THE BRONX -- The wife of a man involved in a shootout with police that resulted in his death, as well as the death of an NYPD sergeant, is speaking out, saying her husband was battling multiple mental illnesses and that she reached out to authorities several times prior to the incident she claims could have been prevented.
Manuel Rosales, 35, was intending to reach his estranged wife, Tia, on Nov. 4, who had left an abusive relationship a few weeks prior.
Rosales allegedly barged into a friend’s apartment in the Bronx, threatening everyone with a gun. That set off a chain of events that resulted ultimately in not only his own death, but also the death of NYPD Sergeant Paul Tuozzolo.
It all started as a hostage situation and ended in a barrage of bullets and gunfire with police.
The very next day, headlines across the city were splashed with images of an NYPD Sergeant shot and killed in the line of duty, along with images of Rosales and the label “maniac.”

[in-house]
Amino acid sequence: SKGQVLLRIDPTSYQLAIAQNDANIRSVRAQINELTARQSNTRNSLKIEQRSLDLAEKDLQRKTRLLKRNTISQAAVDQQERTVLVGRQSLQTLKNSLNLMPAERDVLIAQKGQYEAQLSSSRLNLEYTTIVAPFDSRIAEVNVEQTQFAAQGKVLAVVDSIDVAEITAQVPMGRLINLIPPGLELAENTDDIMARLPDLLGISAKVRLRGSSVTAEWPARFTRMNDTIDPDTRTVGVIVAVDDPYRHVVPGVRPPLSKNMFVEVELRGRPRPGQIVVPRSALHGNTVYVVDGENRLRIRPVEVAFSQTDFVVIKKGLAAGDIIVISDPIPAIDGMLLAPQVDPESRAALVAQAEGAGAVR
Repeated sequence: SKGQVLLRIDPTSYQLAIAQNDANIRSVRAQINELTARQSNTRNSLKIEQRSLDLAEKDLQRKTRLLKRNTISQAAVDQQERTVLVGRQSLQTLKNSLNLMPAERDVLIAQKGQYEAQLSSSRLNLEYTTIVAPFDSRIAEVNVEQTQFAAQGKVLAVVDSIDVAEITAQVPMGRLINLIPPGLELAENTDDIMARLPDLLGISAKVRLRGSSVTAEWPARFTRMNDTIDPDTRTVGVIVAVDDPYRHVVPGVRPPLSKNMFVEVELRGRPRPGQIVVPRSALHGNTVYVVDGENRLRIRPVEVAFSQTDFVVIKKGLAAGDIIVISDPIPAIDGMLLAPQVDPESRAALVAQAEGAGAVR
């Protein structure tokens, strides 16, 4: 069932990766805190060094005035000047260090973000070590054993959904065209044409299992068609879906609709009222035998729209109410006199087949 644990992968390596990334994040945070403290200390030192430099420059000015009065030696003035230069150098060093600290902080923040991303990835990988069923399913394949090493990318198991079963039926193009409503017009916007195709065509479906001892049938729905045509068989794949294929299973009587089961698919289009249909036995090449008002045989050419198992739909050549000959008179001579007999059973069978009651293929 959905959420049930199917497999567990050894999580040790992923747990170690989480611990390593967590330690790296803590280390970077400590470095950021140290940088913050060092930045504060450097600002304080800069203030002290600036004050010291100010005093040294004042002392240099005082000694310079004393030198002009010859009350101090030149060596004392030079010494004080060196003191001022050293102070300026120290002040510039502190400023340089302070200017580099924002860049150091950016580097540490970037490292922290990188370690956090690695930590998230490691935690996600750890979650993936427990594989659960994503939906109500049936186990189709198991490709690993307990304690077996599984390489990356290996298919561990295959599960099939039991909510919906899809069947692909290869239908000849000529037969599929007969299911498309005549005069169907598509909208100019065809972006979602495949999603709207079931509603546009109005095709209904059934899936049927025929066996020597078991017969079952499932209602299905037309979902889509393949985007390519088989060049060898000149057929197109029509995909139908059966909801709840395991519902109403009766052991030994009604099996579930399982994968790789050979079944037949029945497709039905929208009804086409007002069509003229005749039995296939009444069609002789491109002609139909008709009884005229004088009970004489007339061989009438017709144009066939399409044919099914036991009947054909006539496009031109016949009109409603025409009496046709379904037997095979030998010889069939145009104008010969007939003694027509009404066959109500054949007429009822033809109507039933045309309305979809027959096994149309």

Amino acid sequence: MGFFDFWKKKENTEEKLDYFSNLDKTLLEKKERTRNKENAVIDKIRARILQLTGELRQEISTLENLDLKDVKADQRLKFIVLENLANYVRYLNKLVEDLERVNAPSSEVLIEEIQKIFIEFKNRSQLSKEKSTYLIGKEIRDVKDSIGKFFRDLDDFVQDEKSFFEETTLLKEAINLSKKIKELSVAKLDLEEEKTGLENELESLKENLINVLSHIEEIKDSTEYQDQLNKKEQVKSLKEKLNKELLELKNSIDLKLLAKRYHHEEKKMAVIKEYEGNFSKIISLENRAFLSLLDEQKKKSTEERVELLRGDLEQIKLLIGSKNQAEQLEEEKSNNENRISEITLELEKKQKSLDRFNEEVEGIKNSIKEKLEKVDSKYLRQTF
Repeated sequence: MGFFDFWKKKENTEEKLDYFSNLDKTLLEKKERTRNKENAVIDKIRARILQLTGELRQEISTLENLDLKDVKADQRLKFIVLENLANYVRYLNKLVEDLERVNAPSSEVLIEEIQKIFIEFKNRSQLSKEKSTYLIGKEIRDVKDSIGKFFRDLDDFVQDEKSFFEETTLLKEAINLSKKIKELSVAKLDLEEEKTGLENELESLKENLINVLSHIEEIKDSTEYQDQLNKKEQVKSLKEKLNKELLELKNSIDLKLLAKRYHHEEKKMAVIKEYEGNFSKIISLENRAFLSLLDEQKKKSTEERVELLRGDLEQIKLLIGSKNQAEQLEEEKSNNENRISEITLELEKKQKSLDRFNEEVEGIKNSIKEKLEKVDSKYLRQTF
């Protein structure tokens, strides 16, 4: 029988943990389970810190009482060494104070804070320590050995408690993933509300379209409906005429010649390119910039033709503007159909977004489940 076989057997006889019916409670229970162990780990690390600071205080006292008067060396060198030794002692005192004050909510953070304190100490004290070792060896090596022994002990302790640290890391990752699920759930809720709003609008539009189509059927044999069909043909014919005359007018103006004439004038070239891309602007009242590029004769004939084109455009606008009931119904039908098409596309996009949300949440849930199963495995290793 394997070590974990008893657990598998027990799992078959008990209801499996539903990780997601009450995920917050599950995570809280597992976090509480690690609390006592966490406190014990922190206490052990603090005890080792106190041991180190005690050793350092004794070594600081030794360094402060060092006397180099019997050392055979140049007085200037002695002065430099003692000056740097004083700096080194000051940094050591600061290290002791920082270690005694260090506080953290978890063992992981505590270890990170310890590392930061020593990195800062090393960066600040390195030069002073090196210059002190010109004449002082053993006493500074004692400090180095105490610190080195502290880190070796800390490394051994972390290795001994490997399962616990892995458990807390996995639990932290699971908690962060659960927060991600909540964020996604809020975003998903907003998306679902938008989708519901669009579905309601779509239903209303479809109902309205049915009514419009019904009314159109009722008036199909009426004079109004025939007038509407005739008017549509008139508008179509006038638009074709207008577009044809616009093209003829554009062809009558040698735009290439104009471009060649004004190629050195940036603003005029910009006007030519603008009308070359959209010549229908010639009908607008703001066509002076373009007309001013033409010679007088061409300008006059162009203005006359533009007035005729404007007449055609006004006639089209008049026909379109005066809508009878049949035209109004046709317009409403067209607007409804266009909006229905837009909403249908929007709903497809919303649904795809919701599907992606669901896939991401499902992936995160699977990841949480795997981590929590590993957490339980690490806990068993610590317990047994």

While she makes no apologies for his actions, Tia Rosales, said there was more to this story.
“He should not have been out on the streets," Tia Rosales said. "In the very, very least he should have been in custody for his court dates. His history showed it, the police reports reflect he had a gun. There were no secrets. The DA had all of the information. The judge had all of the information."
In a lengthy Facebook post, Tia outlined her husband’s battle with bipolar disorder and schizophrenia and what she called the systematic failures of the judicial system in the handling of her husband’s case.
She claimed she’s reached out to the Suffolk County District Attorney’s office on a number of occasions, but never received a call back.
In a statement to PIX11, the District Attorney’s responded by refuting the allegations, saying instead messages were left for Tia, but their messages for never returned.
Rosales had 17 prior arrests in Suffolk County where the couple lived. Just this summer, he was charged with two felony violations of an order of protection Tia Rosales had against him and yet, despite a recommendation of a $20,000 bail, Suffolk County Judge Pierce Cohalen only set bail to $1,000 cash.